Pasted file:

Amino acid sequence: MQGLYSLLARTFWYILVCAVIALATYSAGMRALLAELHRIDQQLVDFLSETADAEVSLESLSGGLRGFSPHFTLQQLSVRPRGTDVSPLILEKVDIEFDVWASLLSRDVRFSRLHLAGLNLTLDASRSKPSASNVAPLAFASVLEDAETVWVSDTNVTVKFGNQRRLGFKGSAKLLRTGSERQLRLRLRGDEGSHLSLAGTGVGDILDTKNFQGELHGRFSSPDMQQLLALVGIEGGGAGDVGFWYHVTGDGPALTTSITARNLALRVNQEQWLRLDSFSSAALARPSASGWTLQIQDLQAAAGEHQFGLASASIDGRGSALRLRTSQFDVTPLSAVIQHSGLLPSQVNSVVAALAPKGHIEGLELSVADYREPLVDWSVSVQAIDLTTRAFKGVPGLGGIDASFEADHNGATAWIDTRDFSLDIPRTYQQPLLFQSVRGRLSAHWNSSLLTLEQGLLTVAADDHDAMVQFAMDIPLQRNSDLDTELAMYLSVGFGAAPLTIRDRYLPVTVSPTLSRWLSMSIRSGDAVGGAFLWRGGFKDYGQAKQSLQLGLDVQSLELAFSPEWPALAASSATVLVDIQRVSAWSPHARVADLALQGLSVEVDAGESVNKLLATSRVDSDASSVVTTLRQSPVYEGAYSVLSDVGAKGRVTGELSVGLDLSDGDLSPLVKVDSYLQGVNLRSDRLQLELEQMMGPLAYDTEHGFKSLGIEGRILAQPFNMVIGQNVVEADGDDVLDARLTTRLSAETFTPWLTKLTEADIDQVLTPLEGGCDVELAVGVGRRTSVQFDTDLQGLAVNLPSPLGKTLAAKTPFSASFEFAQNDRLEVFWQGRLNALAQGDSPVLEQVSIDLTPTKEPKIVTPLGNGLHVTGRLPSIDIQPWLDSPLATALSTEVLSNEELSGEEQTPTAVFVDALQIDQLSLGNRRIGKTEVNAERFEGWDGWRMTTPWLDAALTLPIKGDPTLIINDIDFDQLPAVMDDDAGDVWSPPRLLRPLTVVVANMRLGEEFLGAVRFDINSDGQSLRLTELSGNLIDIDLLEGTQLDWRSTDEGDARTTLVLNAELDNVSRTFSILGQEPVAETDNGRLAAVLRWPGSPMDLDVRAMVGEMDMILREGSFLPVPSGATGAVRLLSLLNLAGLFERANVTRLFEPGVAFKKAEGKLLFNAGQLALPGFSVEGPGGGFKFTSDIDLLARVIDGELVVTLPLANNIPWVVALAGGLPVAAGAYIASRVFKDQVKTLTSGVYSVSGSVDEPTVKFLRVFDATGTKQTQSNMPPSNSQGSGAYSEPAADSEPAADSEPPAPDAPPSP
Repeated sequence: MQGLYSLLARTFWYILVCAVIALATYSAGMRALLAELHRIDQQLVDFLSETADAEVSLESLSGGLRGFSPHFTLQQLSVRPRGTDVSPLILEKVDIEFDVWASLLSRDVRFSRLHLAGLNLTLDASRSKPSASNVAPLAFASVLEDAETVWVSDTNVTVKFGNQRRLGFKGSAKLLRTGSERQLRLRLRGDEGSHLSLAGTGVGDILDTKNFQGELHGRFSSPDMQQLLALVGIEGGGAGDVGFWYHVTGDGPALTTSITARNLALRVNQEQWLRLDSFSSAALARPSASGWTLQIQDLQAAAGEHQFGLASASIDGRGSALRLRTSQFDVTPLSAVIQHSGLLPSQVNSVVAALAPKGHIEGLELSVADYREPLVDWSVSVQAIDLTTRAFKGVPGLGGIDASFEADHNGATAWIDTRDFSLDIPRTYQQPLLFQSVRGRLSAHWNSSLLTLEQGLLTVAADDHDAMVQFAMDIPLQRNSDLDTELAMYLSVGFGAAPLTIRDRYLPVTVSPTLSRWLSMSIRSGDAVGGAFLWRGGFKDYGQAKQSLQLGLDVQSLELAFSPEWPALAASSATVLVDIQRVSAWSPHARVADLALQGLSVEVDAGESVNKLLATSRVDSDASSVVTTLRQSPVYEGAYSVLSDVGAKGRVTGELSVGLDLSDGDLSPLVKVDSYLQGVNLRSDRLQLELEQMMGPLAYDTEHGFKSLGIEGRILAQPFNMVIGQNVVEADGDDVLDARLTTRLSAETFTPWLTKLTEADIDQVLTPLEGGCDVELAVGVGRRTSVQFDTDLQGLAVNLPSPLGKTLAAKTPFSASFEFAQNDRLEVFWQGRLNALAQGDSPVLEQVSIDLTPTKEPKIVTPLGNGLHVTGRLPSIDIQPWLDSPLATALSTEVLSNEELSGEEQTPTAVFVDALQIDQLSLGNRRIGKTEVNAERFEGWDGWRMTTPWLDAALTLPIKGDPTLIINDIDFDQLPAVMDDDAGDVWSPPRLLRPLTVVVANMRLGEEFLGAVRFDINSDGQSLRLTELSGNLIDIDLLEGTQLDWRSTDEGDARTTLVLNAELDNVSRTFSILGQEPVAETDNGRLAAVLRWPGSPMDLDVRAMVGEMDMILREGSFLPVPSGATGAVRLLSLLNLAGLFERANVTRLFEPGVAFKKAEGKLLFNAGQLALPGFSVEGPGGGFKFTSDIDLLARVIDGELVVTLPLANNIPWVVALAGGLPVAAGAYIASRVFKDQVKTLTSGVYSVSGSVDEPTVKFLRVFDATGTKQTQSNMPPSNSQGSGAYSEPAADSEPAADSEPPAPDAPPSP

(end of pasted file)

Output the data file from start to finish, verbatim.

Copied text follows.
Amino acid sequence: MQGLYSLLARTFWYILVCAVIALATYSAGMRALLAELHRIDQQLVDFLSETADAEVSLESLSGGLRGFSPHFTLQQLSVRPRGTDVSPLILEKVDIEFDVWASLLSRDVRFSRLHLAGLNLTLDASRSKPSASNVAPLAFASVLEDAETVWVSDTNVTVKFGNQRRLGFKGSAKLLRTGSERQLRLRLRGDEGSHLSLAGTGVGDILDTKNFQGELHGRFSSPDMQQLLALVGIEGGGAGDVGFWYHVTGDGPALTTSITARNLALRVNQEQWLRLDSFSSAALARPSASGWTLQIQDLQAAAGEHQFGLASASIDGRGSALRLRTSQFDVTPLSAVIQHSGLLPSQVNSVVAALAPKGHIEGLELSVADYREPLVDWSVSVQAIDLTTRAFKGVPGLGGIDASFEADHNGATAWIDTRDFSLDIPRTYQQPLLFQSVRGRLSAHWNSSLLTLEQGLLTVAADDHDAMVQFAMDIPLQRNSDLDTELAMYLSVGFGAAPLTIRDRYLPVTVSPTLSRWLSMSIRSGDAVGGAFLWRGGFKDYGQAKQSLQLGLDVQSLELAFSPEWPALAASSATVLVDIQRVSAWSPHARVADLALQGLSVEVDAGESVNKLLATSRVDSDASSVVTTLRQSPVYEGAYSVLSDVGAKGRVTGELSVGLDLSDGDLSPLVKVDSYLQGVNLRSDRLQLELEQMMGPLAYDTEHGFKSLGIEGRILAQPFNMVIGQNVVEADGDDVLDARLTTRLSAETFTPWLTKLTEADIDQVLTPLEGGCDVELAVGVGRRTSVQFDTDLQGLAVNLPSPLGKTLAAKTPFSASFEFAQNDRLEVFWQGRLNALAQGDSPVLEQVSIDLTPTKEPKIVTPLGNGLHVTGRLPSIDIQPWLDSPLATALSTEVLSNEELSGEEQTPTAVFVDALQIDQLSLGNRRIGKTEVNAERFEGWDGWRMTTPWLDAALTLPIKGDPTLIINDIDFDQLPAVMDDDAGDVWSPPRLLRPLTVVVANMRLGEEFLGAVRFDINSDGQSLRLTELSGNLIDIDLLEGTQLDWRSTDEGDARTTLVLNAELDNVSRTFSILGQEPVAETDNGRLAAVLRWPGSPMDLDVRAMVGEMDMILREGSFLPVPSGATGAVRLLSLLNLAGLFERANVTRLFEPGVAFKKAEGKLLFNAGQLALPGFSVEGPGGGFKFTSDIDLLARVIDGELVVTLPLANNIPWVVALAGGLPVAAGAYIASRVFKDQVKTLTSGVYSVSGSVDEPTVKFLRVFDATGTKQTQSNMPPSNSQGSGAYSEPAADSEPAADSEPPAPDAPPSP
Repeated sequence: MQGLYSLLARTFWYILVCAVIALATYSAGMRALLAELHRIDQQLVDFLSETADAEVSLESLSGGLRGFSPHFTLQQLSVRPRGTDVSPLILEKVDIEFDVWASLLSRDVRFSRLHLAGLNLTLDASRSKPSASNVAPLAFASVLEDAETVWVSDTNVTVKFGNQRRLGFKGSAKLLRTGSERQLRLRLRGDEGSHLSLAGTGVGDILDTKNFQGELHGRFSSPDMQQLLALVGIEGGGAGDVGFWYHVTGDGPALTTSITARNLALRVNQEQWLRLDSFSSAALARPSASGWTLQIQDLQAAAGEHQFGLASASIDGRGSALRLRTSQFDVTPLSAVIQHSGLLPSQVNSVVAALAPKGHIEGLELSVADYREPLVDWSVSVQAIDLTTRAFKGVPGLGGIDASFEADHNGATAWIDTRDFSLDIPRTYQQPLLFQSVRGRLSAHWNSSLLTLEQGLLTVAADDHDAMVQFAMDIPLQRNSDLDTELAMYLSVGFGAAPLTIRDRYLPVTVSPTLSRWLSMSIRSGDAVGGAFLWRGGFKDYGQAKQSLQLGLDVQSLELAFSPEWPALAASSATVLVDIQRVSAWSPHARVADLALQGLSVEVDAGESVNKLLATSRVDSDASSVVTTLRQSPVYEGAYSVLSDVGAKGRVTGELSVGLDLSDGDLSPLVKVDSYLQGVNLRSDRLQLELEQMMGPLAYDTEHGFKSLGIEGRILAQPFNMVIGQNVVEADGDDVLDARLTTRLSAETFTPWLTKLTEADIDQVLTPLEGGCDVELAVGVGRRTSVQFDTDLQGLAVNLPSPLGKTLAAKTPFSASFEFAQNDRLEVFWQGRLNALAQGDSPVLEQVSIDLTPTKEPKIVTPLGNGLHVTGRLPSIDIQPWLDSPLATALSTEVLSNEELSGEEQTPTAVFVDALQIDQLSLGNRRIGKTEVNAERFEGWDGWRMTTPWLDAALTLPIKGDPTLIINDIDFDQLPAVMDDDAGDVWSPPRLLRPLTVVVANMRLGEEFLGAVRFDINSDGQSLRLTELSGNLIDIDLLEGTQLDWRSTDEGDARTTLVLNAELDNVSRTFSILGQEPVAETDNGRLAAVLRWPGSPMDLDVRAMVGEMDMILREGSFLPVPSGATGAVRLLSLLNLAGLFERANVTRLFEPGVAFKKAEGKLLFNAGQLALPGFSVEGPGGGFKFTSDIDLLARVIDGELVVTLPLANNIPWVVALAGGLPVAAGAYIASRVFKDQVKTLTSGVYSVSGSVDEPTVKFLRVFDATGTKQTQSNMPPSNSQGSGAYSEPAADSEPAADSEPPAPDAPPSP